- Corrections of elements that were sub-standard in the original releases. For example, distracting “chroma boxes” around flying spacecraft (artifacts of the compositing technique Lucas used for the original films) were eliminated. Inconsistencies in the way light sabers glowed in various scenes were partially corrected. Even bloopers left in the original film were enhanced for humor’s sake: One Episode IV scene in which a stormtrooper hits his head against a blast door has been augmented with a “bonk” sound.
- New scenes that add context or excitement. For example: the street scenes of Mos Eisley in Episode IV, fly-through views of Cloud City in Episode V, and scenes of post-Empire celebrations on Tatooine, Cloud City, Naboo, and Coruscant at the end of Episode VI.
- Most interesting: scenes that were altered to enhance the continuity between Episodes IV-VI and Episodes I-III. Christensen’s cameo in Episode VI falls into this category. So does the fact that English text on the Death Star tractor-beam controls in Episode IV was replaced by the alien glyphs used in Episodes I-III. But the changes to one scene in Episode V are probably the most significant for the storyline. In this scene, Vader, aboard his command ship Executor, takes a holographic phone call from the Emperor. The female actor who played the Emperor in the original release and in the Special Edition, and the voice-over by Clive Revell, have been replaced by the the image and voice of Ian McDiarmid, who plays Chancellor Palpatine/Darth Sidious in Episodes I, II, III, and VI. But that’s not all: the dialogue has been altered, to make it clear that the Emperor knows that Luke Skywalker is Anakin/Vader’s son and that it was he who destroyed the Death Star. In the previous releases, these points were always a bit fuzzy. (Listen to the original dialogue here and the new dialogue here.)
Now that the Star Wars feature films are over, maybe Lucas will stop tinkering with them. But somehow I doubt it. The Star Wars story lives on. A live-action TV series, set in the time between Episodes III and IV, is reportedly in the works for 2006. Because Lucas isn’t overly protective of his intellectual property, there’s a thriving community of fans making their own films set in the Star Wars universe; Star Wars: Revelations is a stunning example. At some point, perhaps around 2020, there will inevitably be a new “Special Edition” of all six films. And I have to believe that someone will make another trilogy eventually – Episodes VII, VIII, and IX, in which Luke, Leia, Han, and the rest struggle to build a new Republic and reestablish the Jedi Order. The stakes are too high for this not to happen.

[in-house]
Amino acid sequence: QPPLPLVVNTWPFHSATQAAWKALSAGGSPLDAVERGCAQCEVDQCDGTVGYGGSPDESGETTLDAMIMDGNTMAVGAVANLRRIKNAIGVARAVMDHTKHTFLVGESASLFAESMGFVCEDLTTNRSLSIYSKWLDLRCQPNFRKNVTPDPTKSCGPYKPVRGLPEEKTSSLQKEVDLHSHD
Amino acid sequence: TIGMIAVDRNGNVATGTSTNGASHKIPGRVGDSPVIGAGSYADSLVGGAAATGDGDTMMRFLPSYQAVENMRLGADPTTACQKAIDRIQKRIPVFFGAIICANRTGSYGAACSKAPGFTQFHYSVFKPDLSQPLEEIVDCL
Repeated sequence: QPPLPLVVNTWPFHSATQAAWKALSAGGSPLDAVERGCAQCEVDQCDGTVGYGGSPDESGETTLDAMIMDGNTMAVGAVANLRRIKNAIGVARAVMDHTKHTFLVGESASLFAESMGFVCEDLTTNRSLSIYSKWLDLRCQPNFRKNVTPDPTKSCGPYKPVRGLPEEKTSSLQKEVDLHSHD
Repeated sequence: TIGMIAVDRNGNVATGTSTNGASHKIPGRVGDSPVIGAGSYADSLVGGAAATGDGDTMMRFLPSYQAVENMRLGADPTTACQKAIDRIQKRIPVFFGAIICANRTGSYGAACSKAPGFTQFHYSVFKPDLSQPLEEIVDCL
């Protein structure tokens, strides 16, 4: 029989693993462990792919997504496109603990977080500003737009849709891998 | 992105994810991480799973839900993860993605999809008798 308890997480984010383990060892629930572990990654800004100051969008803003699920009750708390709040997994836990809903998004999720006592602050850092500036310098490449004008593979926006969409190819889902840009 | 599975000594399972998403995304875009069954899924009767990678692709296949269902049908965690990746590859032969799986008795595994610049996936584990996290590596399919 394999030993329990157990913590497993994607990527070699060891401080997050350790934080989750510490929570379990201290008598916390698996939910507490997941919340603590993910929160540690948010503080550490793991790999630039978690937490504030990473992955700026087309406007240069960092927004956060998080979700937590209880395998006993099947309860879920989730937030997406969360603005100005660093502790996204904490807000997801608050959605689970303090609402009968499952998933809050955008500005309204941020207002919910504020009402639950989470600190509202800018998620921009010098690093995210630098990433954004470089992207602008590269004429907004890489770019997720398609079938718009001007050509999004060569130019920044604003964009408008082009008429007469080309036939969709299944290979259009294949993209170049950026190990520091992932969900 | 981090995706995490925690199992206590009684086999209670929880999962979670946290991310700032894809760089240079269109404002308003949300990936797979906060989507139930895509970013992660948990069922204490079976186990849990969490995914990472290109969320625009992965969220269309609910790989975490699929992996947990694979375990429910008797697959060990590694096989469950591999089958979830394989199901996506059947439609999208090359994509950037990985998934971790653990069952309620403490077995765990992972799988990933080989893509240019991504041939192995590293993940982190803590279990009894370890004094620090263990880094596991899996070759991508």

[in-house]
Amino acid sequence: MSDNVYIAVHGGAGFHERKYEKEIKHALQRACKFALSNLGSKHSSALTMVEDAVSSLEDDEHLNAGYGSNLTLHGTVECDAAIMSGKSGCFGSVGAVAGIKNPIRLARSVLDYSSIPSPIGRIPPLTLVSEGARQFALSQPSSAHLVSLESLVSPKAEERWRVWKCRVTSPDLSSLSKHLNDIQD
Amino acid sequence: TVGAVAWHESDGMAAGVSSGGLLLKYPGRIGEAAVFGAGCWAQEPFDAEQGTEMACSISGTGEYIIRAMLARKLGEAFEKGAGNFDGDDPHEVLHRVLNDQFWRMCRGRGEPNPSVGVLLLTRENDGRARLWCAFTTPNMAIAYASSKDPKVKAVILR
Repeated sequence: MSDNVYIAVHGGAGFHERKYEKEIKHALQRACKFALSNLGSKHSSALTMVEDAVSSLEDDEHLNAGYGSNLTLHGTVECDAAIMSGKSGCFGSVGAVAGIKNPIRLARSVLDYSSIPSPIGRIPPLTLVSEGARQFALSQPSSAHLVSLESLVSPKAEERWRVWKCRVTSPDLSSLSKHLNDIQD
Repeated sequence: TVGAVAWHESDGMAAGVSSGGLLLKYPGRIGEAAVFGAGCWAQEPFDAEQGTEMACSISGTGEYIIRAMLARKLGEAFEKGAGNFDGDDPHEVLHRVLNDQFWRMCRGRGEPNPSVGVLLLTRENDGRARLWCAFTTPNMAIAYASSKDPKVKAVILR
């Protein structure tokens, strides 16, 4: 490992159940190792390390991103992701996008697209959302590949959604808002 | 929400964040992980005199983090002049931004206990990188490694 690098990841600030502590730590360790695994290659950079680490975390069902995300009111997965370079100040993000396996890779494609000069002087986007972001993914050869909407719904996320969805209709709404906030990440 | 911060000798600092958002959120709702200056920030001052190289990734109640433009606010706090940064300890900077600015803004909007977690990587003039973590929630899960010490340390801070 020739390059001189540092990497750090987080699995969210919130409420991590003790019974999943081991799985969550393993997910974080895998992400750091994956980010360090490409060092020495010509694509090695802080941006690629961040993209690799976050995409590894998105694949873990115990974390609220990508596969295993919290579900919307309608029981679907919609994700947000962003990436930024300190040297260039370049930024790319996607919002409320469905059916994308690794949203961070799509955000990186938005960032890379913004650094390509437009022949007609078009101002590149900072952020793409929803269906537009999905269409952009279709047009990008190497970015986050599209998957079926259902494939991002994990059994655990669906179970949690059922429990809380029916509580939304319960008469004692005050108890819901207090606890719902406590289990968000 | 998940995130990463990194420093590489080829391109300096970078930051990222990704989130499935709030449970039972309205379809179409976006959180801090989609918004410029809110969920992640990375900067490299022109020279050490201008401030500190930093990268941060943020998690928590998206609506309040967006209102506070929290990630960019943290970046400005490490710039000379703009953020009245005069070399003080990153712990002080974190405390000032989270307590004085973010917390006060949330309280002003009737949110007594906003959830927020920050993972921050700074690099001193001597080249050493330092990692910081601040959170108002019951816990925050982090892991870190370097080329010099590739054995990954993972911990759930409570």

We all know that in the digital age, the news media are growing more fluid every day. If a print newspaper or magazine makes an error, they run a correction the next day or the next month – but if a blogger makes an error, he or she can fix it immediately. The continual rebirth of the Star Wars films suggests that art is moving in the same direction. As the popular films, TV shows, and other narratives that function as cultural reference points for billions of people go digital, they are becoming far more than static artifacts – they’re living stories that can evolve in the telling and re-telling. It’s almost reminiscent of the way oral epics like the Iliad evolved as they were transmitted from bard to bard. Add elements like fanfic and transmedia storytelling and you may get something even more potent: a society that continually creates and recreates its narratives in multiple media, with multiple storylines and multiple authors.
Which version of each Star Wars movie is the “real” one? It doesn’t matter anymore. What matters is how the version you’re watching at any given moment fits into the grander mythos that Lucas is still spinning.